Turns out the Rhône Alpes team from France with the Canopea house won Solar Decathlon Europe held in Madrid. Their home is actually the top of a conceptual “Nanotower” that the team proposed to bring single-family style living back to the urban core. The top level acts like a rain forest’s canopy — hence the name — by collecting 95% of all solar energy and 30% of rainwater for the tower. Canopea was built of a prefab CORE, site-built SKIN, and a SHELL capable of off-site fabrication as well.
While prefab home companies on the West Coast gather accolades and media for their efforts, there’s Hive Modular in Minneapolis doing some things that I think merit attention, too. The company has placed 21 completed prefab homes and is really popular with the fine citizens of Calgary, Alberta. Turns out this — the B-Line Medium 010 — is the sixth Calgary project for Hive Modular since entering the Canadian market in 2008. The two modules for this ultra-efficient home are scheduled to be set next Thursday, September 27, at about 9:00 am, if you want to see one of these homes come together.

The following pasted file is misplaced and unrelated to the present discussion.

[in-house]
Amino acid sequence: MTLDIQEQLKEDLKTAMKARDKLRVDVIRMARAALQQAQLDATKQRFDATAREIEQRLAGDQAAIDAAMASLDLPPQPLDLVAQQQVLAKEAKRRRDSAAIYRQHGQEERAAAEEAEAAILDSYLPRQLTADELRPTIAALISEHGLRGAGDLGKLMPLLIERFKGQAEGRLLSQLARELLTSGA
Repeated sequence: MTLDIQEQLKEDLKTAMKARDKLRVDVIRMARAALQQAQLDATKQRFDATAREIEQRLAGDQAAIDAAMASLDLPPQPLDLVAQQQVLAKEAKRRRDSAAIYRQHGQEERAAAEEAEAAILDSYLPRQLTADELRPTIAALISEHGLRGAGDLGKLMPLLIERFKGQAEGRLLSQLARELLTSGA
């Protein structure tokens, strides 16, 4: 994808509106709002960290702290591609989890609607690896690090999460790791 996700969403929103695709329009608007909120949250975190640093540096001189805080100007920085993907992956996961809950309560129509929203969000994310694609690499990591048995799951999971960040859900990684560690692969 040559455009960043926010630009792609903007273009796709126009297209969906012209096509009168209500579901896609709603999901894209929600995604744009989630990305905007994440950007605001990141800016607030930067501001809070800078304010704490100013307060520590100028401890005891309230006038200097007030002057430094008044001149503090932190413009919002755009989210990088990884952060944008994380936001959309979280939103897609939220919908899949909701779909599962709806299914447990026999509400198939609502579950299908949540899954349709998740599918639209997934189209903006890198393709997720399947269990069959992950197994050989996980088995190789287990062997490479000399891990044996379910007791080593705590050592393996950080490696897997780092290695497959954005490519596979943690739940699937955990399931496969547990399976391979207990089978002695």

I was noodling some recent journalist potshots about headlines for “the greenest …” when I landed on this video piece from the Nightly News. NBC’s Kiko Itasaki wonders if this home in Unst, one of the northern Shetland Islands of Scotland, is the greenest in the world. Everyone knows the question has no answer, but I think Michael and Dorothy Rea have accomplished something worth noticing that’s for sure.